Conroy was returned as the Communications Minister with an expanded role to assist the Prime Minister in all areas of the digital economy for the NBN, but Conroy had a new foe in former Opposition Leader Malcolm Turnbull, who Abbott named as the new shadow communications minister. Abbott gave Turnbull the job of "demolishing" the government on the NBN policy.


Turnbull wasted no time getting into his role, calling for the government to ask the Productivity Commission to conduct a rigorous cost-benefit analysis into the NBN project. In the new paradigm of a hung parliament, Turnbull introduced a private member's Bill to force the analysis.

Conroy also wasted no time bringing in his own Telecommunications Legislation Amendment (Competition and Consumer Safeguards) Bill 2010 back into parliament. The legislation, which enables the structural separation of Telstra's wholesale and retail arms, was entered into the last parliament, but failed to get past the Senate before the election was called.

Telecommunications providers voiced their anger when NBN Co and the Australian Competition and Consumer Commission (ACCC) released a discussion paper in late October on points of interconnect (POI) for the NBN. NBN Co had proposed a relatively small amount — 14 points. Telcos said this would strand existing infrastructure and stifle competition in the sector.


In November, the government received the much-anticipated NBN business case from NBN Co but it wasn't ready to share it just yet. At the time, Conroy said that the government had to digest the contents of the 400-page document and was waiting on a decision advice from the ACCC regarding points of interconnect.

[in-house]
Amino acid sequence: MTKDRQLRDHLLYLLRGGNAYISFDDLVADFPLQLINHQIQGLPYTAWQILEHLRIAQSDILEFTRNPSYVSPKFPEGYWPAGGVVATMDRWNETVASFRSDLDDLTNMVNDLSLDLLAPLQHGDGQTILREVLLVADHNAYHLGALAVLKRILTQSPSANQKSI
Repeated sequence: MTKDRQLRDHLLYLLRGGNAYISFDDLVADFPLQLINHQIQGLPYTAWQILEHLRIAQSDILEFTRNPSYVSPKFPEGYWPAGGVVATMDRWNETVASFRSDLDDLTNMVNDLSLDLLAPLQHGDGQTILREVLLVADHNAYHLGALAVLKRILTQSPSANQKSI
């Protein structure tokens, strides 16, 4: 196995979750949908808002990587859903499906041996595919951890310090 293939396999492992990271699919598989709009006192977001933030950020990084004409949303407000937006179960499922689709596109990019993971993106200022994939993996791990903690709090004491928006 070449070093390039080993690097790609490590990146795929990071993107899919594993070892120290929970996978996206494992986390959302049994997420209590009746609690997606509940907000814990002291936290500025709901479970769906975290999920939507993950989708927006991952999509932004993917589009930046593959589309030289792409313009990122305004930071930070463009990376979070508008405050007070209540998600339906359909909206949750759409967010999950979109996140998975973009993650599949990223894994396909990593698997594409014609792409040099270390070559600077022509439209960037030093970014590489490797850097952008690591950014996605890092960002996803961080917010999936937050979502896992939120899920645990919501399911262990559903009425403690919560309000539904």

But Independent Senator Nick Xenophon wasn't having a bar of that and threatened to vote against the telco reform legislation sitting before the Senate at the time unless he got more information about what was in the business case. After negotiations with the South Australian Senator, Gillard secured the passing of the legislation through the senate by agreeing to a compromise and released a 36-page "summary" of the business case.

Labor pointed to figures in the summary ,which estimated that the network would only cost $37.5 billion to construct, not $43 billion as originally estimated, but the Coalition and some telco experts claimed that figure could reach upwards of $55 billion in reality.

Parliament was recalled for one final Monday at the end of November and after an intense debate between the government and the Coalition, the telco reform legislation passed. Although one former Prime Minister didn't think it was all that big a deal.


After sitting on the document for a month, the government finally unveiled the NBN business case. What was said to be 400 pages turned out to be 136 pages in the censored public version. Conroy said that the release of the document was delayed because the government listened to the advice of industry and the ACCC and expanded the number of POIs to 120. This forced NBN Co to revise the business case to account for the change. The document predicts that 1.7 million homes will be connected to the NBN by 2013 and reveals the expected wholesale prices for access to the network.